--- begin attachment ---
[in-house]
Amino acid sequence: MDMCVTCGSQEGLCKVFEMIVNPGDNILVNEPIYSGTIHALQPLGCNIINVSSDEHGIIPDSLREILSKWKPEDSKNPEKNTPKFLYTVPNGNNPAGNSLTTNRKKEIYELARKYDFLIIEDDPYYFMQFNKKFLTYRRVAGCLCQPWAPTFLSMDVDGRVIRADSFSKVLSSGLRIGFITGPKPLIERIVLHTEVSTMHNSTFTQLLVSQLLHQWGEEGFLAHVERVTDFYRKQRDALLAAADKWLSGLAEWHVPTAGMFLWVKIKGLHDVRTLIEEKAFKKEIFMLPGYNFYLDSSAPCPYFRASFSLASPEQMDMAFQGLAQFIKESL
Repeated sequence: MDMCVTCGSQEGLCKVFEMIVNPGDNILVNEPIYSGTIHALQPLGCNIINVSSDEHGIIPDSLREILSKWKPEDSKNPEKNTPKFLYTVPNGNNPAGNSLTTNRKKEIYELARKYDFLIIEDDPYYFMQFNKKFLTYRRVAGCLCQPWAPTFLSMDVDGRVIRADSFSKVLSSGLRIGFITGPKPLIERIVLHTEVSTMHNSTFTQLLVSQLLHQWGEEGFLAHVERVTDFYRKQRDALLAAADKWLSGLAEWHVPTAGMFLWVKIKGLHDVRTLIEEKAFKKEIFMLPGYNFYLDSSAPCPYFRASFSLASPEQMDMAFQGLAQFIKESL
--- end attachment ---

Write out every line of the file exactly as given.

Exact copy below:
[in-house]
Amino acid sequence: MDMCVTCGSQEGLCKVFEMIVNPGDNILVNEPIYSGTIHALQPLGCNIINVSSDEHGIIPDSLREILSKWKPEDSKNPEKNTPKFLYTVPNGNNPAGNSLTTNRKKEIYELARKYDFLIIEDDPYYFMQFNKKFLTYRRVAGCLCQPWAPTFLSMDVDGRVIRADSFSKVLSSGLRIGFITGPKPLIERIVLHTEVSTMHNSTFTQLLVSQLLHQWGEEGFLAHVERVTDFYRKQRDALLAAADKWLSGLAEWHVPTAGMFLWVKIKGLHDVRTLIEEKAFKKEIFMLPGYNFYLDSSAPCPYFRASFSLASPEQMDMAFQGLAQFIKESL
Repeated sequence: MDMCVTCGSQEGLCKVFEMIVNPGDNILVNEPIYSGTIHALQPLGCNIINVSSDEHGIIPDSLREILSKWKPEDSKNPEKNTPKFLYTVPNGNNPAGNSLTTNRKKEIYELARKYDFLIIEDDPYYFMQFNKKFLTYRRVAGCLCQPWAPTFLSMDVDGRVIRADSFSKVLSSGLRIGFITGPKPLIERIVLHTEVSTMHNSTFTQLLVSQLLHQWGEEGFLAHVERVTDFYRKQRDALLAAADKWLSGLAEWHVPTAGMFLWVKIKGLHDVRTLIEEKAFKKEIFMLPGYNFYLDSSAPCPYFRASFSLASPEQMDMAFQGLAQFIKESL